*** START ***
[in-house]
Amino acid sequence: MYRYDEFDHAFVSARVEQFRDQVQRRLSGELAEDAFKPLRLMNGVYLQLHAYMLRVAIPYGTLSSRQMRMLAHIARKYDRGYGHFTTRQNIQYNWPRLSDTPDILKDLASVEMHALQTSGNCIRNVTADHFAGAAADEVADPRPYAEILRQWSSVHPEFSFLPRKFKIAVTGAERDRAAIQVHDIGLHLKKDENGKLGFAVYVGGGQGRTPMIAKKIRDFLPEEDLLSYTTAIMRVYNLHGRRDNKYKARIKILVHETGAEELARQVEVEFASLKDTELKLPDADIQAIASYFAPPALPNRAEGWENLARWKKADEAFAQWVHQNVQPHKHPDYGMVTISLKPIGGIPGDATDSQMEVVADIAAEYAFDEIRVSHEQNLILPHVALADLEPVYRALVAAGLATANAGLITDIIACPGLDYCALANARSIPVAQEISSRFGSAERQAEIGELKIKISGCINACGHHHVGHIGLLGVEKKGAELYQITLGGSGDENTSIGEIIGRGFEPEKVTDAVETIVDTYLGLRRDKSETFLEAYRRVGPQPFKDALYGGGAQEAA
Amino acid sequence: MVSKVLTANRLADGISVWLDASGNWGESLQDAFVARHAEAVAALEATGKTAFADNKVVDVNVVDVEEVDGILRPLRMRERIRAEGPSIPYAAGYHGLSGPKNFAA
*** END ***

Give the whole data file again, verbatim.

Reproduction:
[in-house]
Amino acid sequence: MYRYDEFDHAFVSARVEQFRDQVQRRLSGELAEDAFKPLRLMNGVYLQLHAYMLRVAIPYGTLSSRQMRMLAHIARKYDRGYGHFTTRQNIQYNWPRLSDTPDILKDLASVEMHALQTSGNCIRNVTADHFAGAAADEVADPRPYAEILRQWSSVHPEFSFLPRKFKIAVTGAERDRAAIQVHDIGLHLKKDENGKLGFAVYVGGGQGRTPMIAKKIRDFLPEEDLLSYTTAIMRVYNLHGRRDNKYKARIKILVHETGAEELARQVEVEFASLKDTELKLPDADIQAIASYFAPPALPNRAEGWENLARWKKADEAFAQWVHQNVQPHKHPDYGMVTISLKPIGGIPGDATDSQMEVVADIAAEYAFDEIRVSHEQNLILPHVALADLEPVYRALVAAGLATANAGLITDIIACPGLDYCALANARSIPVAQEISSRFGSAERQAEIGELKIKISGCINACGHHHVGHIGLLGVEKKGAELYQITLGGSGDENTSIGEIIGRGFEPEKVTDAVETIVDTYLGLRRDKSETFLEAYRRVGPQPFKDALYGGGAQEAA
Amino acid sequence: MVSKVLTANRLADGISVWLDASGNWGESLQDAFVARHAEAVAALEATGKTAFADNKVVDVNVVDVEEVDGILRPLRMRERIRAEGPSIPYAAGYHGLSGPKNFAA